Most of the websites we looked at also had only cell phone numbers and asked people to contact them on WhatsApp.
Why do illegal abortion services keep popping up?
One, because there is a market for termination services. Estimates in a 2020 study show that almost four in 10 unplanned pregnancies in Sub-Saharan Africa between 2015 and 2019 ended in abortion.
Also, fake providers are difficult to catch. Information on then is scarce and anecdotal, making arrests and prosecution difficult, says Ramaite. “They move around a lot and they change their numbers quite often.”
2. Why do people choose to go to an illegal provider?
People mostly go to unregistered, illegal providers because it’s easy to access these services. Women also say they don’t get turned away or get the feeling that they’re being judged.
[WATCH] Why illegal abortion providers are still around]
Nurses interviewed as part of Ipas’s research on how abortion services can be improved said the shortage of trained health workers is an obstacle to safe abortions. And the ones who are available have to brace themselves for being called names like “Lucifer”, “serial killer” or “satanist” because of the work they do. Some state facilities also set quotas for how many abortions they’ll perform in a day, which means women are turned away when the limit is reached.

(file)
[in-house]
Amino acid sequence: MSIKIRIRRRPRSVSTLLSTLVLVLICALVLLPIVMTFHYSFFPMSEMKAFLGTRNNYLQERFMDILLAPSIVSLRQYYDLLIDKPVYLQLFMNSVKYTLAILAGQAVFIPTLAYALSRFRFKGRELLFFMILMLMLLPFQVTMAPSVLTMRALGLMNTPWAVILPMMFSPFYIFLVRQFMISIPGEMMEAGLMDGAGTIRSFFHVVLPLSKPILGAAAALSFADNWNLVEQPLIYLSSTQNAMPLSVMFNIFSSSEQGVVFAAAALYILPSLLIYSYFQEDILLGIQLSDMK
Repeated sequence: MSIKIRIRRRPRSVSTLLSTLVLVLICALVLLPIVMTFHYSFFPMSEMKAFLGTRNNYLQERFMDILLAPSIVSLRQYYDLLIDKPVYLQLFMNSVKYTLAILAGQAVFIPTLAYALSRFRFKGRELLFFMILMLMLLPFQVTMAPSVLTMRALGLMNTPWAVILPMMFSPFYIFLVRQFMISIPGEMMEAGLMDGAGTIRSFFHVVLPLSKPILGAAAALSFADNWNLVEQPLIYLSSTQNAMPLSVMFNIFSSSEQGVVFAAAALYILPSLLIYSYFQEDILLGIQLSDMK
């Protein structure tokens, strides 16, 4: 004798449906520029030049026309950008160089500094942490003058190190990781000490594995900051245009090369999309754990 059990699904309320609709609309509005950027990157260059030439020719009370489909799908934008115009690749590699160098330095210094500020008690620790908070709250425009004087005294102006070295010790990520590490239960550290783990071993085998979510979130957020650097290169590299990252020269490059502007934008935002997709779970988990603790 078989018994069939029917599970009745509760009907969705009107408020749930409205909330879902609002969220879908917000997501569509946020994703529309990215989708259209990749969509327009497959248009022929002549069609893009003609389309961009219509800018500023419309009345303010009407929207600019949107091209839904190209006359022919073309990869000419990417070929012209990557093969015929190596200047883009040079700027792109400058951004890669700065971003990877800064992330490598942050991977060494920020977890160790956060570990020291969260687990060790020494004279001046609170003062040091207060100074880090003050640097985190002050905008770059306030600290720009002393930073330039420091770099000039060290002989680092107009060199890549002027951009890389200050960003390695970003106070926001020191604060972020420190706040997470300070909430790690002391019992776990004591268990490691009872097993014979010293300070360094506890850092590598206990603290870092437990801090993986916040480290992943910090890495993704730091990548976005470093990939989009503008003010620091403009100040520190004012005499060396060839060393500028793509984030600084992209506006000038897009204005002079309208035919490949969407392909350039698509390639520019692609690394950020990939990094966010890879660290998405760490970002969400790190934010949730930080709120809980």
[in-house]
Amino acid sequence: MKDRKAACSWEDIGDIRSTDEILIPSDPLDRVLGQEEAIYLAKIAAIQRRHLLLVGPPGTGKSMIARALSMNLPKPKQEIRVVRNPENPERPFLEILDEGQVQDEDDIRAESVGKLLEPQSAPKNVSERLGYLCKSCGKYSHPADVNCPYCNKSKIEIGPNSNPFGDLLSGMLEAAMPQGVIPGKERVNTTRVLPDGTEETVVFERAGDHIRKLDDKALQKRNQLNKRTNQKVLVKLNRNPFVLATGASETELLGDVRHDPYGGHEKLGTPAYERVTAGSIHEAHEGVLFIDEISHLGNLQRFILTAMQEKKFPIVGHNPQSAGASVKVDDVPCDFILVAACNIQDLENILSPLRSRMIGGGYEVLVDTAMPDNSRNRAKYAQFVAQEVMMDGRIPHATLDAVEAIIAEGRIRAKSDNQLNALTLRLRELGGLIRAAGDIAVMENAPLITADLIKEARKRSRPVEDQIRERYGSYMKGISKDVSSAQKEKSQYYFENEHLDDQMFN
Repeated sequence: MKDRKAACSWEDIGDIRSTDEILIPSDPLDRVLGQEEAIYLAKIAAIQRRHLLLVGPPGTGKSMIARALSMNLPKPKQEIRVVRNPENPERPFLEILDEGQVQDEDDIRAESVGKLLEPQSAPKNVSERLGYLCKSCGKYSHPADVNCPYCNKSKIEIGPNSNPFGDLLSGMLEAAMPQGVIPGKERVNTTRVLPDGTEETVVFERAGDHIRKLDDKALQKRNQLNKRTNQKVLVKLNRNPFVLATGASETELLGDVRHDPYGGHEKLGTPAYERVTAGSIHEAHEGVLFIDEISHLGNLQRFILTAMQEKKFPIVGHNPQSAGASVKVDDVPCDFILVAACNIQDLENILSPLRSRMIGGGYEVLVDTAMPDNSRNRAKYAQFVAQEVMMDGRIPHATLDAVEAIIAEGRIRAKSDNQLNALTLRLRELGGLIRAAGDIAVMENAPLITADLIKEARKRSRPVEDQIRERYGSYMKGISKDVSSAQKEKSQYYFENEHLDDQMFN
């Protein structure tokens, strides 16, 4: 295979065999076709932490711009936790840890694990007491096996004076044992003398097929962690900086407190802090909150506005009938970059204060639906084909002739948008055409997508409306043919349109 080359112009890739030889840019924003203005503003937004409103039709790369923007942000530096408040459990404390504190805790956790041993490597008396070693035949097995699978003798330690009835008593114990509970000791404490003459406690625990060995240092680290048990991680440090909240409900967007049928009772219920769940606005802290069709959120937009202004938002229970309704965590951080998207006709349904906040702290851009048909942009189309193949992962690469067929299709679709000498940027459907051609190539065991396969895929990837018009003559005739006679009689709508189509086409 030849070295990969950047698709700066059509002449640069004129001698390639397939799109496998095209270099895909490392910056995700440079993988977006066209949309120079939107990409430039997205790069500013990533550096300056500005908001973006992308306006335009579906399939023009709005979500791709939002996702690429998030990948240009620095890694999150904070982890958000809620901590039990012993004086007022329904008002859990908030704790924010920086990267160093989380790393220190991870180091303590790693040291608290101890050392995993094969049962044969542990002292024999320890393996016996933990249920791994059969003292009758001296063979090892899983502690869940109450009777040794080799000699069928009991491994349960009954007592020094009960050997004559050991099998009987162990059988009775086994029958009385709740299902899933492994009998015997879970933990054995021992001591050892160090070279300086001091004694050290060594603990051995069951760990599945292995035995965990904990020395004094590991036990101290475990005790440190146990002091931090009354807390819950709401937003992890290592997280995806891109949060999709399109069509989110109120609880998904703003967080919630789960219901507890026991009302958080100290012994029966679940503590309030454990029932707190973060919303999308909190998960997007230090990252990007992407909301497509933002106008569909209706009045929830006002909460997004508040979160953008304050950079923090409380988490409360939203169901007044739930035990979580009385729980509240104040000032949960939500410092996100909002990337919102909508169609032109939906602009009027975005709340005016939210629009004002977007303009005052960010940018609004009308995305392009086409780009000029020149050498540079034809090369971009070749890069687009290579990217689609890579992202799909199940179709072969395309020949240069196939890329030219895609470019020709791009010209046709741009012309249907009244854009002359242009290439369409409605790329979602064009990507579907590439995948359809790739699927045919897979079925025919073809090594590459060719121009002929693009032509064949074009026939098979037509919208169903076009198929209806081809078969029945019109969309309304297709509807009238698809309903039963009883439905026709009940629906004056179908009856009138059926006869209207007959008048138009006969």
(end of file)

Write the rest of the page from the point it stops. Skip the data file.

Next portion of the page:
Confidentiality, privacy and stigma also prevent people from using safe services. “I wouldn’t want to go to a clinic and be seen in the queue that everybody knows is for abortions,” says Dhlamini.